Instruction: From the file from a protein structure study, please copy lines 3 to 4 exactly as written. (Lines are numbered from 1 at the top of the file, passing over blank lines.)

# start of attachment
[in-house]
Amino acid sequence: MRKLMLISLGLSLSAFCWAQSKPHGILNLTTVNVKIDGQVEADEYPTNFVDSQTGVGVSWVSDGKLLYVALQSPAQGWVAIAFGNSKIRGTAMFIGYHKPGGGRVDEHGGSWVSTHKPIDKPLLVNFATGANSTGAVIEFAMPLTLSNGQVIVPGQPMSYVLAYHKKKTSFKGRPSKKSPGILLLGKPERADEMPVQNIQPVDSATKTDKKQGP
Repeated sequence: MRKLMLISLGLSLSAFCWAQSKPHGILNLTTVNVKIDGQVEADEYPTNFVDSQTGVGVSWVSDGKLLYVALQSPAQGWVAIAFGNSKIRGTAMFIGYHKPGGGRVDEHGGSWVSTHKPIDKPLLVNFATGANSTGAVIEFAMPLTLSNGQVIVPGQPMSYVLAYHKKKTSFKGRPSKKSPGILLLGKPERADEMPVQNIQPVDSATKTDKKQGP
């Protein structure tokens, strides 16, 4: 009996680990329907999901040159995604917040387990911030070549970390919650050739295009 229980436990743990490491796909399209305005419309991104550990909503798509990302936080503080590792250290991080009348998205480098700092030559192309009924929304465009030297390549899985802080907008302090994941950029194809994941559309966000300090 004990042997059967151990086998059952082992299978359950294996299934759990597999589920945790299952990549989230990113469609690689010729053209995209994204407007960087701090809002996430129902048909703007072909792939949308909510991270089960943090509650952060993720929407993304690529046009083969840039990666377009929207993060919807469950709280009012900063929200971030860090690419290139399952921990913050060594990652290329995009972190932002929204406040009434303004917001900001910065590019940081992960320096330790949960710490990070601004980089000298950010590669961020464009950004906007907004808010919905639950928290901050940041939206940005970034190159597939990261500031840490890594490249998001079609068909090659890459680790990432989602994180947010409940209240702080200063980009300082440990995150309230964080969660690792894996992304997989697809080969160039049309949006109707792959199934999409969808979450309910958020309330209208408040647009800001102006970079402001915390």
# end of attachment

Repeated sequence: MRKLMLISLGLSLSAFCWAQSKPHGILNLTTVNVKIDGQVEADEYPTNFVDSQTGVGVSWVSDGKLLYVALQSPAQGWVAIAFGNSKIRGTAMFIGYHKPGGGRVDEHGGSWVSTHKPIDKPLLVNFATGANSTGAVIEFAMPLTLSNGQVIVPGQPMSYVLAYHKKKTSFKGRPSKKSPGILLLGKPERADEMPVQNIQPVDSATKTDKKQGP
């Protein structure tokens, strides 16, 4: 009996680990329907999901040159995604917040387990911030070549970390919650050739295009 229980436990743990490491796909399209305005419309991104550990909503798509990302936080503080590792250290991080009348998205480098700092030559192309009924929304465009030297390549899985802080907008302090994941950029194809994941559309966000300090 004990042997059967151990086998059952082992299978359950294996299934759990597999589920945790299952990549989230990113469609690689010729053209995209994204407007960087701090809002996430129902048909703007072909792939949308909510991270089960943090509650952060993720929407993304690529046009083969840039990666377009929207993060919807469950709280009012900063929200971030860090690419290139399952921990913050060594990652290329995009972190932002929204406040009434303004917001900001910065590019940081992960320096330790949960710490990070601004980089000298950010590669961020464009950004906007907004808010919905639950928290901050940041939206940005970034190159597939990261500031840490890594490249998001079609068909090659890459680790990432989602994180947010409940209240702080200063980009300082440990995150309230964080969660690792894996992304997989697809080969160039049309949006109707792959199934999409969808979450309910958020309330209208408040647009800001102006970079402001915390």